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Sin Titulo
Sierra Hahn, Cameron Stewart
The Old Gringo
Carlos Fuentes, Margaret Sayers Peden
Branch Cabell James Branch Cabell
White Apples
Jonathan Carroll
Tarzan of the Apes
Michael Meyer, Gore Vidal, Edgar Rice Burroughs
The Dead of Night: The Ghost Stories of Oliver Onions (Tales of Mystery & the Supernatural)
Oliver Onions
Swann's Way (In Search of Lost Time, #1)
Marcel Proust, C.K. Scott Moncrieff, Terence Kilmartin, D.J. Enright
The Land of Laughs
Jonathan Carroll
Voyage Along the Horizon
Javier MarĂ­as, Kristina Cordero
Palm-of-the-Hand Stories
J. Martin Holman, Lane Dunlop, Yasunari Kawabata

We Can Build You

We Can Build You - Philip K. Dick We Can Build You, as a novel, is perhaps as schizophrenic as its characters are. It begins by introducing the narrator, Louis Rosen, co-owner of a not entirely legitimate distributor of organ and spinet pianos with Maury Rock aka Frauenzimmer. Maury's daughter, eighteen-year old Pris has recently been let out of a mental hospital on an out-patient basis: in this world radiation has not only caused physical deformities but mental ones and a large segment of the population functions (or doesn't, as the case may be) with one or both conditions. Pris has 'phrenia (the short form PKD uses to imply how common the disorder really is) and she is also a brilliantly creative mind. She comes up with a new idea for their business, since organs aren't selling so well anymore. She suggests they sell civil war simulacra and they begin with Edward M. Stanton, Abraham Lincoln's war secretary, before recreating Lincoln himself. So that's the beginning: Louis is as normal as they come, his brother Chip, on the other hand, has an upside-down face. Chip and their scholarly father run the organ factory that is failing to sell organs and they are convinced to begin the manufacture of simulacra instead. Pris has the idea of interesting the rich entrepreneur Sam K. Barrows in their product, and you expect that the book will all be about what nefarious purposes he plans for the simulacra.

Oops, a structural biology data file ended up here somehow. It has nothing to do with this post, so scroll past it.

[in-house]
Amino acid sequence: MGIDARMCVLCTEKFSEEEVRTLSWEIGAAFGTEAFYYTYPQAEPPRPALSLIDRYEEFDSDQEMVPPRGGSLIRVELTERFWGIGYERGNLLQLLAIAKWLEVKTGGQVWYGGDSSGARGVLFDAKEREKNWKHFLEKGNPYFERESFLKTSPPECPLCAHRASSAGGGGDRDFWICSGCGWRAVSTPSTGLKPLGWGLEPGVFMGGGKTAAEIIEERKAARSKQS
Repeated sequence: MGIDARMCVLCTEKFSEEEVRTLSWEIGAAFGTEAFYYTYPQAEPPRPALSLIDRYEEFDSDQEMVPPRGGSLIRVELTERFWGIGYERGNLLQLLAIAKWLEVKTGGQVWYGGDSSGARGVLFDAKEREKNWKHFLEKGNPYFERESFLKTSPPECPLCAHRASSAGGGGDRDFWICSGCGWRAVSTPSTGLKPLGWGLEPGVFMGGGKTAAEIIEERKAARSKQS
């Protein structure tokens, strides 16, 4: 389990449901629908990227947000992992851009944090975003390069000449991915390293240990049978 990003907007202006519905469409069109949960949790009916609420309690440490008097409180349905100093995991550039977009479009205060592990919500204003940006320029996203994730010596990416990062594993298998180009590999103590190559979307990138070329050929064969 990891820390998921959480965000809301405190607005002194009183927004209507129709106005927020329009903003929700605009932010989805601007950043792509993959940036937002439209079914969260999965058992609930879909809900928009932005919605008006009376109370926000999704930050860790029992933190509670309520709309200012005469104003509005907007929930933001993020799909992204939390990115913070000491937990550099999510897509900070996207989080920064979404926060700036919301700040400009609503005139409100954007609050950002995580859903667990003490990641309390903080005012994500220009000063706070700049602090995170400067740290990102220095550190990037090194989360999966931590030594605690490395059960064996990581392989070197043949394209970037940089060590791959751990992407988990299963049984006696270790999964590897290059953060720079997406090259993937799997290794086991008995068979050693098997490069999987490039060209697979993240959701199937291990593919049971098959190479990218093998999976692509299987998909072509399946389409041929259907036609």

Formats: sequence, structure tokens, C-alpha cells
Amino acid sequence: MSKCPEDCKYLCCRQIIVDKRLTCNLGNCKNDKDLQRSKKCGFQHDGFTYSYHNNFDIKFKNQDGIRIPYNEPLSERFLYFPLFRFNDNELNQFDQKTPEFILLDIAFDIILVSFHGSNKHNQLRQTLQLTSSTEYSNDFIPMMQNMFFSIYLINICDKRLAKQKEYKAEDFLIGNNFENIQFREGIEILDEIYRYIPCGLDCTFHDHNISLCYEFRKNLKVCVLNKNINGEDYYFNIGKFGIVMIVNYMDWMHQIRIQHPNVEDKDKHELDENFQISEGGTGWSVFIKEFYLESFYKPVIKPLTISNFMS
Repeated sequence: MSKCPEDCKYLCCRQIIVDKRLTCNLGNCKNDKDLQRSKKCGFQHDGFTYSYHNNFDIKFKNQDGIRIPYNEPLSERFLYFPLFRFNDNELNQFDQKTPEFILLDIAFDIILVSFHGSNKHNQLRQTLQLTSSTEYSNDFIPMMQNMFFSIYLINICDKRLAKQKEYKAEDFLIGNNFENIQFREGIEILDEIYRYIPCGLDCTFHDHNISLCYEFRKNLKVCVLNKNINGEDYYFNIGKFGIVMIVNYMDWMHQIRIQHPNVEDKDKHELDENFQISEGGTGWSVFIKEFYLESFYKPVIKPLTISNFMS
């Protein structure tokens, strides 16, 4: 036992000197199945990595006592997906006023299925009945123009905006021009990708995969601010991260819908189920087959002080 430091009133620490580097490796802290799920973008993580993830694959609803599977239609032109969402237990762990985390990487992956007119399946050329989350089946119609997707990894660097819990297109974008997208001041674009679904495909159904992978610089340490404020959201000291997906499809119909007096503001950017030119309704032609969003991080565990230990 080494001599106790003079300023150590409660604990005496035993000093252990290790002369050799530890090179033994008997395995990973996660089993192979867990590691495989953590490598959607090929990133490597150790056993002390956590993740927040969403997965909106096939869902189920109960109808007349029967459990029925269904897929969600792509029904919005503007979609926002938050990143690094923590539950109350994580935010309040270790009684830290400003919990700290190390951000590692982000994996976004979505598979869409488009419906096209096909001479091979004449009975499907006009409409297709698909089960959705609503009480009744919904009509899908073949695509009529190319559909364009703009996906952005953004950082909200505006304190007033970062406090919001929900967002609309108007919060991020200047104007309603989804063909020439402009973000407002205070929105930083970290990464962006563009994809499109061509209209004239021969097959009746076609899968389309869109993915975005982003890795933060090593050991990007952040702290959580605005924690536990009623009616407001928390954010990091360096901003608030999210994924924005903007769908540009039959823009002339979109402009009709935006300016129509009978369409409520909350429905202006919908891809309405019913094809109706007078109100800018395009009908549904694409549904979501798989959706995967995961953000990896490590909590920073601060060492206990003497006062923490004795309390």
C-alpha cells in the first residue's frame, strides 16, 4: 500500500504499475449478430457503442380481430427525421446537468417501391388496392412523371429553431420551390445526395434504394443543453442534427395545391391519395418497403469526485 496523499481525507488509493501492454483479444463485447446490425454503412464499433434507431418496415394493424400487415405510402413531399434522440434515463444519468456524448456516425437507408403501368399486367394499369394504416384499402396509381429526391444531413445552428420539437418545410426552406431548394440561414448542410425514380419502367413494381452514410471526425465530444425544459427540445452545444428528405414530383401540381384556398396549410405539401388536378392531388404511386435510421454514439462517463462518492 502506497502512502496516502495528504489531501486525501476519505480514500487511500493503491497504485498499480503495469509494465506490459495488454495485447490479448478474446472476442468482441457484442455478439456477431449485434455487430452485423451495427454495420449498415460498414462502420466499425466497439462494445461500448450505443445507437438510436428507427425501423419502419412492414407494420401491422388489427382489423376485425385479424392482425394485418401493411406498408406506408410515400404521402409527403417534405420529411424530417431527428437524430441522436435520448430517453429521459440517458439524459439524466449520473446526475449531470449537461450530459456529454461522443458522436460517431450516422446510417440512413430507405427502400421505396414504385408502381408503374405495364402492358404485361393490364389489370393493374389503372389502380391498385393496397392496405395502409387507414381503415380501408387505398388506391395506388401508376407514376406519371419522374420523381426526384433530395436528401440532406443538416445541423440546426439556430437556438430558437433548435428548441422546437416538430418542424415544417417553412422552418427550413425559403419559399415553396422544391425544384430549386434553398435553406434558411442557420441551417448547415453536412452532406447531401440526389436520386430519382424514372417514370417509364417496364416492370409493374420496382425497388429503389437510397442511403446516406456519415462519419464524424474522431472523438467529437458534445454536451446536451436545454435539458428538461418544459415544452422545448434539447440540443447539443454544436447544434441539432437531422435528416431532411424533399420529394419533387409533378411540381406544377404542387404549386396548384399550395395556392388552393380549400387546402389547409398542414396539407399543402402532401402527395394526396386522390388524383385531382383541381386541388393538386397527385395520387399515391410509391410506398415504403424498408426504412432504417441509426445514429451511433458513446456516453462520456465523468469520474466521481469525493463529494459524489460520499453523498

But that's not what the book ends up really being about. Some might say that it becomes a love story, and I supposed that's partly true, but I think what the book really ends up doing, is showing that normal isn't necessarily normal, and how precarious sanity can really be. I have to admit I wasn't sure what was happening when the novel seemed to veer off course, but then I realized it was making me feel as crazy as the people in the book were: that's the power of PKD's writing at work. Luckily this time I manage to cling to the edge without toppling over.

4.5 stars for some of his best dialogue, and messing with my head. again. and for reminding me how powerful a mood stimulator classical music can be.